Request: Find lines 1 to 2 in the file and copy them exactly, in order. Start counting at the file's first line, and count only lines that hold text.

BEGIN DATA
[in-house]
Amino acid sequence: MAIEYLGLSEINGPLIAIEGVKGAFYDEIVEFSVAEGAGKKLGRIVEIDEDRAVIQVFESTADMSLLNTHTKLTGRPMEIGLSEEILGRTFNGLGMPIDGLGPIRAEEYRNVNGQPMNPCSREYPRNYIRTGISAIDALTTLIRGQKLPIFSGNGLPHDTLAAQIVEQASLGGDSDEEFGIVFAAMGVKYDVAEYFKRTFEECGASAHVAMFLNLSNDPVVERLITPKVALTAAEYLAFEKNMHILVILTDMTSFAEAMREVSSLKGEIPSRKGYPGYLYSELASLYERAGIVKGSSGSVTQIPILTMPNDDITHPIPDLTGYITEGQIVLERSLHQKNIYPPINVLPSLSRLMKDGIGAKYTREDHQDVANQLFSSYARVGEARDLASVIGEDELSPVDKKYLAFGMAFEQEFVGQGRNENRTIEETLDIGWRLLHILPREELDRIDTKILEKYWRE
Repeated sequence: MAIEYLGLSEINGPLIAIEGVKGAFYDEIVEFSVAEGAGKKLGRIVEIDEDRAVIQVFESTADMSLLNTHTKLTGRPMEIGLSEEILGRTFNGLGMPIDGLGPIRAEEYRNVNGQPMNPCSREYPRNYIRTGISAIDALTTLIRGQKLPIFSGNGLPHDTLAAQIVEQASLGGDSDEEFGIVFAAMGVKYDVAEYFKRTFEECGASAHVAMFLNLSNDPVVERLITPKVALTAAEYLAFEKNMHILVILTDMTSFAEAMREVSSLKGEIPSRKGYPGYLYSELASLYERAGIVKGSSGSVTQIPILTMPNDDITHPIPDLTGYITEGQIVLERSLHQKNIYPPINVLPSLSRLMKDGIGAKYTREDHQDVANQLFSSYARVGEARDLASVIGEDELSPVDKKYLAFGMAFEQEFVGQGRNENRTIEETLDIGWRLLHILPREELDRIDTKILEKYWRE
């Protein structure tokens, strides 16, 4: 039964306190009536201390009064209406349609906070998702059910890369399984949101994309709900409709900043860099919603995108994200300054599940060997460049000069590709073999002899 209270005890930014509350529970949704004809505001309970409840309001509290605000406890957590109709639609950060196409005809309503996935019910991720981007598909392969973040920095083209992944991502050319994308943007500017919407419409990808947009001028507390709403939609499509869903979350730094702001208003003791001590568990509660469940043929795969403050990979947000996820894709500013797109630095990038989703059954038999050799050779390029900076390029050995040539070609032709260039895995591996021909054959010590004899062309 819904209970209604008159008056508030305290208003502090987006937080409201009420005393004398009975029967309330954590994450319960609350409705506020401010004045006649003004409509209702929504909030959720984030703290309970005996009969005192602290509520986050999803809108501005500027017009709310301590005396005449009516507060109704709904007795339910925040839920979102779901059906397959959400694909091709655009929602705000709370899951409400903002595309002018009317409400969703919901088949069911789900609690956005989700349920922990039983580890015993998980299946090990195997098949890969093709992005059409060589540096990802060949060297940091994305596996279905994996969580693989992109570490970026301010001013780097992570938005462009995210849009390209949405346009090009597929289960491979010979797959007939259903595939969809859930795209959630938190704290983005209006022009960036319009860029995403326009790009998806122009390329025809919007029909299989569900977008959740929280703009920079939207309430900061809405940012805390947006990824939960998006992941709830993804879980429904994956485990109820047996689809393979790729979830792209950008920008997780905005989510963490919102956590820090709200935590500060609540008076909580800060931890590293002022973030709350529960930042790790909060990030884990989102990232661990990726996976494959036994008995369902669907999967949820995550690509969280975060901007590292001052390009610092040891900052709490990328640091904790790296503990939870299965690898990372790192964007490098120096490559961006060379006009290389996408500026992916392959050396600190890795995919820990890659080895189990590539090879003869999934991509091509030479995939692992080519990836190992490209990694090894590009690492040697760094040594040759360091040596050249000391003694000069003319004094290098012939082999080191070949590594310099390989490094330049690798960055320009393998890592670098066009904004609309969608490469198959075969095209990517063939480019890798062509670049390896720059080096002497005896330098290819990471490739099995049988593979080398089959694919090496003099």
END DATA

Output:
[in-house]
Amino acid sequence: MAIEYLGLSEINGPLIAIEGVKGAFYDEIVEFSVAEGAGKKLGRIVEIDEDRAVIQVFESTADMSLLNTHTKLTGRPMEIGLSEEILGRTFNGLGMPIDGLGPIRAEEYRNVNGQPMNPCSREYPRNYIRTGISAIDALTTLIRGQKLPIFSGNGLPHDTLAAQIVEQASLGGDSDEEFGIVFAAMGVKYDVAEYFKRTFEECGASAHVAMFLNLSNDPVVERLITPKVALTAAEYLAFEKNMHILVILTDMTSFAEAMREVSSLKGEIPSRKGYPGYLYSELASLYERAGIVKGSSGSVTQIPILTMPNDDITHPIPDLTGYITEGQIVLERSLHQKNIYPPINVLPSLSRLMKDGIGAKYTREDHQDVANQLFSSYARVGEARDLASVIGEDELSPVDKKYLAFGMAFEQEFVGQGRNENRTIEETLDIGWRLLHILPREELDRIDTKILEKYWRE